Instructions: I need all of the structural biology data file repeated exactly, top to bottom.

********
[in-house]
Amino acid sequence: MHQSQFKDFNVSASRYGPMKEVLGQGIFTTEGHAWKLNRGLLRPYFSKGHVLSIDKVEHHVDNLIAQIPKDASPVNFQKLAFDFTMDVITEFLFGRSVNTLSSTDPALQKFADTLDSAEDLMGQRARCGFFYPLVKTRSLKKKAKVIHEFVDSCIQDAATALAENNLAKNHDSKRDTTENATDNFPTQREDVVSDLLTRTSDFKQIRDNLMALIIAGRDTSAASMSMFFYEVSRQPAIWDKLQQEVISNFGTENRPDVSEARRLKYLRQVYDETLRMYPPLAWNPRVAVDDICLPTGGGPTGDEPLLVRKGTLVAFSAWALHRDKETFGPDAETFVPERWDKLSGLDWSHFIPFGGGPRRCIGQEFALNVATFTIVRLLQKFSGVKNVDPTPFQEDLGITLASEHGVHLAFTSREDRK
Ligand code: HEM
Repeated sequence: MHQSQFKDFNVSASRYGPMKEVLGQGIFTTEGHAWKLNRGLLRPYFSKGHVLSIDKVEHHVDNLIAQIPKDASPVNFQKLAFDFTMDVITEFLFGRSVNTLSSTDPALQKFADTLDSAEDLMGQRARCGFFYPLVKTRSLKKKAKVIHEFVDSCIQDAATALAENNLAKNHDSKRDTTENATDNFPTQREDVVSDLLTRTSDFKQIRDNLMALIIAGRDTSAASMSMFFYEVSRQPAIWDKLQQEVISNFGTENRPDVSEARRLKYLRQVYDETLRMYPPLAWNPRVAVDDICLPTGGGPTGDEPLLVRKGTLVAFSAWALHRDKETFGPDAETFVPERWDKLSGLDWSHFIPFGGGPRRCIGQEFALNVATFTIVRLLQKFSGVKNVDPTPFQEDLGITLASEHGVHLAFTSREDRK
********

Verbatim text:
[in-house]
Amino acid sequence: MHQSQFKDFNVSASRYGPMKEVLGQGIFTTEGHAWKLNRGLLRPYFSKGHVLSIDKVEHHVDNLIAQIPKDASPVNFQKLAFDFTMDVITEFLFGRSVNTLSSTDPALQKFADTLDSAEDLMGQRARCGFFYPLVKTRSLKKKAKVIHEFVDSCIQDAATALAENNLAKNHDSKRDTTENATDNFPTQREDVVSDLLTRTSDFKQIRDNLMALIIAGRDTSAASMSMFFYEVSRQPAIWDKLQQEVISNFGTENRPDVSEARRLKYLRQVYDETLRMYPPLAWNPRVAVDDICLPTGGGPTGDEPLLVRKGTLVAFSAWALHRDKETFGPDAETFVPERWDKLSGLDWSHFIPFGGGPRRCIGQEFALNVATFTIVRLLQKFSGVKNVDPTPFQEDLGITLASEHGVHLAFTSREDRK
Ligand code: HEM
Repeated sequence: MHQSQFKDFNVSASRYGPMKEVLGQGIFTTEGHAWKLNRGLLRPYFSKGHVLSIDKVEHHVDNLIAQIPKDASPVNFQKLAFDFTMDVITEFLFGRSVNTLSSTDPALQKFADTLDSAEDLMGQRARCGFFYPLVKTRSLKKKAKVIHEFVDSCIQDAATALAENNLAKNHDSKRDTTENATDNFPTQREDVVSDLLTRTSDFKQIRDNLMALIIAGRDTSAASMSMFFYEVSRQPAIWDKLQQEVISNFGTENRPDVSEARRLKYLRQVYDETLRMYPPLAWNPRVAVDDICLPTGGGPTGDEPLLVRKGTLVAFSAWALHRDKETFGPDAETFVPERWDKLSGLDWSHFIPFGGGPRRCIGQEFALNVATFTIVRLLQKFSGVKNVDPTPFQEDLGITLASEHGVHLAFTSREDRK